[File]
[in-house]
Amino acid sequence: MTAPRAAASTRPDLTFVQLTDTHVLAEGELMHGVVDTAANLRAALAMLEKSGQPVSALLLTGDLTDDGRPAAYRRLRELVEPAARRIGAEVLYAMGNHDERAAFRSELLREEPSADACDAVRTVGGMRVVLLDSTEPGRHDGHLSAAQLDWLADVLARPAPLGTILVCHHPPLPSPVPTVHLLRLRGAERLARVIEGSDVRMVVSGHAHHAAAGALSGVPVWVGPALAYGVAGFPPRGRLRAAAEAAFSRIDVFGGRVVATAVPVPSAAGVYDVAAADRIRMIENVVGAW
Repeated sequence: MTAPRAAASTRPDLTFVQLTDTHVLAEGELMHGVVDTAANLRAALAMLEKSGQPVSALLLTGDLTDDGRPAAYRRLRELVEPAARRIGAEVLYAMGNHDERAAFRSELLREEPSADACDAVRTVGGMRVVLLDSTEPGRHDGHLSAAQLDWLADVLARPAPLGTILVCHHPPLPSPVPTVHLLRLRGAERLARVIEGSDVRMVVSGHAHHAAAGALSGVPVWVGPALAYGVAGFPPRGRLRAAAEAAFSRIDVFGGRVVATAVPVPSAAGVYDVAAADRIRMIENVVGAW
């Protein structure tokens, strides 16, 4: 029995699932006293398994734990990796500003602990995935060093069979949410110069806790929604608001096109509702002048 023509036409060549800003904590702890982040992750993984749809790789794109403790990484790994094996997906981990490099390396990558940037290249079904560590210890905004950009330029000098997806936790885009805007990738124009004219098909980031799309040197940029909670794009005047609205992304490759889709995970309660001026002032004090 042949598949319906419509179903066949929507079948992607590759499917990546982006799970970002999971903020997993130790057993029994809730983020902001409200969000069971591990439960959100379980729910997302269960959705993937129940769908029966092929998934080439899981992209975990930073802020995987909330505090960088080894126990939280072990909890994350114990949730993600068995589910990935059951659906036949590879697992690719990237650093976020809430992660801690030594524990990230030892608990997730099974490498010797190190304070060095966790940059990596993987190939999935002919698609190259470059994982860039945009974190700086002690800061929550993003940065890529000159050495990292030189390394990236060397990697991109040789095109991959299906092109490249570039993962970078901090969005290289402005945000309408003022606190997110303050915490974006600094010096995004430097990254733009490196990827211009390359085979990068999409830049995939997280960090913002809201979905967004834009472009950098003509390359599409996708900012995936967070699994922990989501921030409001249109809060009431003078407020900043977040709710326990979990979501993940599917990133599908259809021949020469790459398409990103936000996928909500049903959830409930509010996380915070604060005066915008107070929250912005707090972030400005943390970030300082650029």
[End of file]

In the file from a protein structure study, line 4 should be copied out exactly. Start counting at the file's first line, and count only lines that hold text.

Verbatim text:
């Protein structure tokens, strides 16, 4: 029995699932006293398994734990990796500003602990995935060093069979949410110069806790929604608001096109509702002048 023509036409060549800003904590702890982040992750993984749809790789794109403790990484790994094996997906981990490099390396990558940037290249079904560590210890905004950009330029000098997806936790885009805007990738124009004219098909980031799309040197940029909670794009005047609205992304490759889709995970309660001026002032004090 042949598949319906419509179903066949929507079948992607590759499917990546982006799970970002999971903020997993130790057993029994809730983020902001409200969000069971591990439960959100379980729910997302269960959705993937129940769908029966092929998934080439899981992209975990930073802020995987909330505090960088080894126990939280072990909890994350114990949730993600068995589910990935059951659906036949590879697992690719990237650093976020809430992660801690030594524990990230030892608990997730099974490498010797190190304070060095966790940059990596993987190939999935002919698609190259470059994982860039945009974190700086002690800061929550993003940065890529000159050495990292030189390394990236060397990697991109040789095109991959299906092109490249570039993962970078901090969005290289402005945000309408003022606190997110303050915490974006600094010096995004430097990254733009490196990827211009390359085979990068999409830049995939997280960090913002809201979905967004834009472009950098003509390359599409996708900012995936967070699994922990989501921030409001249109809060009431003078407020900043977040709710326990979990979501993940599917990133599908259809021949020469790459398409990103936000996928909500049903959830409930509010996380915070604060005066915008107070929250912005707090972030400005943390970030300082650029």